Crybaby, a New Nightclub in Oakland, Opens With Promising Lineup of Shows

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Four young men pose for the camera
Trash Talk plays during Crybaby's opening weekend on Sunday, March 6, part of an eclectic, inclusive calendar of shows at the former Uptown Nightclub site in Oakland.  (Ari Marcopoulos)

This weekend marks the grand opening of Crybaby, a new 400-capacity nightclub located in the former Uptown Nightclub building in Oakland—and from its initial schedule of shows, the 21-and-up venue appears ready to make its mark as a promising new independent venue in the Bay Area.

Crybaby's official opening arrives March 4, coinciding with the area's popular First Fridays, with DJs Shortkut, D-Sharp and Lady Ryan. Saturday, March 5 brings electro-funk revivalist Dam-Funk, and on Sunday, March 6, it's a hardcore bill topped by Trash Talk.

A similar diversity and genre-agnosticism runs through the club's calendar through April. Upcoming shows include touring hip-hop acts like Armand Hammer and Bbymutha, UK footwork/jungle DJ Sherelle, Chilean reggaetón artist Tomasa Del Real, SoCal hardcore band Xibalba, and the return of local lowrider-soul DJ party Suavecito Souldies.

A man in a red fedora, against a red background, wearing a red jacket
Dam-Funk plays Crybaby's opening weekend on Saturday, March 5. (J3)

It's a welcome revival not only for the site of the Uptown, which closed citing pandemic losses in 2020, but for the landscape of independently run venues in the Bay Area. In the past five years, large live-music entities like Live Nation and Goldenvoice have taken over smaller and smaller concert spaces in the Bay Area, and independent venues like Slim's have closed.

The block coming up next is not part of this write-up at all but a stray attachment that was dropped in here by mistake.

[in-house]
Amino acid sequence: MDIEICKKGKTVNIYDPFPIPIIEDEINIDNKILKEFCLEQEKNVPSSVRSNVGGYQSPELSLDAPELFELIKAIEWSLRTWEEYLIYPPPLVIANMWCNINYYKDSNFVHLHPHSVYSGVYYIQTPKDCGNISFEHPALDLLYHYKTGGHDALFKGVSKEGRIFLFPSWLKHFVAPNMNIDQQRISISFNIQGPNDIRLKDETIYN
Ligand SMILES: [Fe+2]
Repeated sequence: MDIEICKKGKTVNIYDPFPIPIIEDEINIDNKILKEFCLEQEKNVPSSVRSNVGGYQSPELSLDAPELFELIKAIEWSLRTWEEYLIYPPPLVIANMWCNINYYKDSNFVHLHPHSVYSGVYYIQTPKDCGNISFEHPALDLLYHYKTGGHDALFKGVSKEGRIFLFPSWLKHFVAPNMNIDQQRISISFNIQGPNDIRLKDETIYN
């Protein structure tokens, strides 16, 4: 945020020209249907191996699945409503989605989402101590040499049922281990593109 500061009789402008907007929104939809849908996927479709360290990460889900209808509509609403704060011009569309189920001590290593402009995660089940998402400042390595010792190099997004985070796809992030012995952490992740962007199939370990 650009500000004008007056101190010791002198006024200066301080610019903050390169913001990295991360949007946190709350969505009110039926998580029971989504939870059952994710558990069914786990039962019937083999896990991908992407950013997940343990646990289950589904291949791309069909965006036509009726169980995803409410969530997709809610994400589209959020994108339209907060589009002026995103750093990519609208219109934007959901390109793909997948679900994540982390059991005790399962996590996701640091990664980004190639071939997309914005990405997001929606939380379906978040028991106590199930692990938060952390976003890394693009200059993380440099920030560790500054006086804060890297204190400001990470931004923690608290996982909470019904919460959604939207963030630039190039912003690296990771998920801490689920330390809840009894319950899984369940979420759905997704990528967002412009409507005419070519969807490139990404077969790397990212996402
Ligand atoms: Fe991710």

Crybaby's founders—Dominic Green, Jesse Tittsworth, Miles Palliser and Conrad Loebl—aren't going for an "ultralounge" format like the one that replaced Slim's. Rather, they want "a nightclub without social barriers," as Billboard reported in January. "I felt like a lot of that was being lost, particularly in some places here in Oakland," Green told the magazine.

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Green has deep local roots—his grandfather was a mayor of Berkeley, and his father was a jazz promoter, Billboard reports—and Palliser is a partner in The Athletic Club, a sports bar in Oakland and San Francisco.

A large empty venue with a mahogany bar to the left and small stage to the right
Crybaby's 400-capacity room includes the original mahogany bar from the former Uptown Nightclub site in Oakland. (Crybaby Nightclub)

Tittsworth was a cofounder of Washington D.C.'s modest, inviting 500-capacity U Street Music Hall. That venue closed in 2020, but its ethos ("No dress code. No bottle service. No party photographers. No VIP areas," wrote the Washington Post upon its opening in 2010) seems to be a guiding star for Crybaby's policies. Loebl, with years of booking experience at clubs in cities like Los Angeles and Portland, will handle the in-house talent buying and calendar, as well as work with other promoters.

As for the venue's historic mahogany bar? As Azucena Rasilla of Oaklandside reports, it's staying, and original murals by local artists Xavier Schipani and Berk now adorn the entrance and patio.

Crybaby opens Friday, March 4. Details and list of upcoming shows here.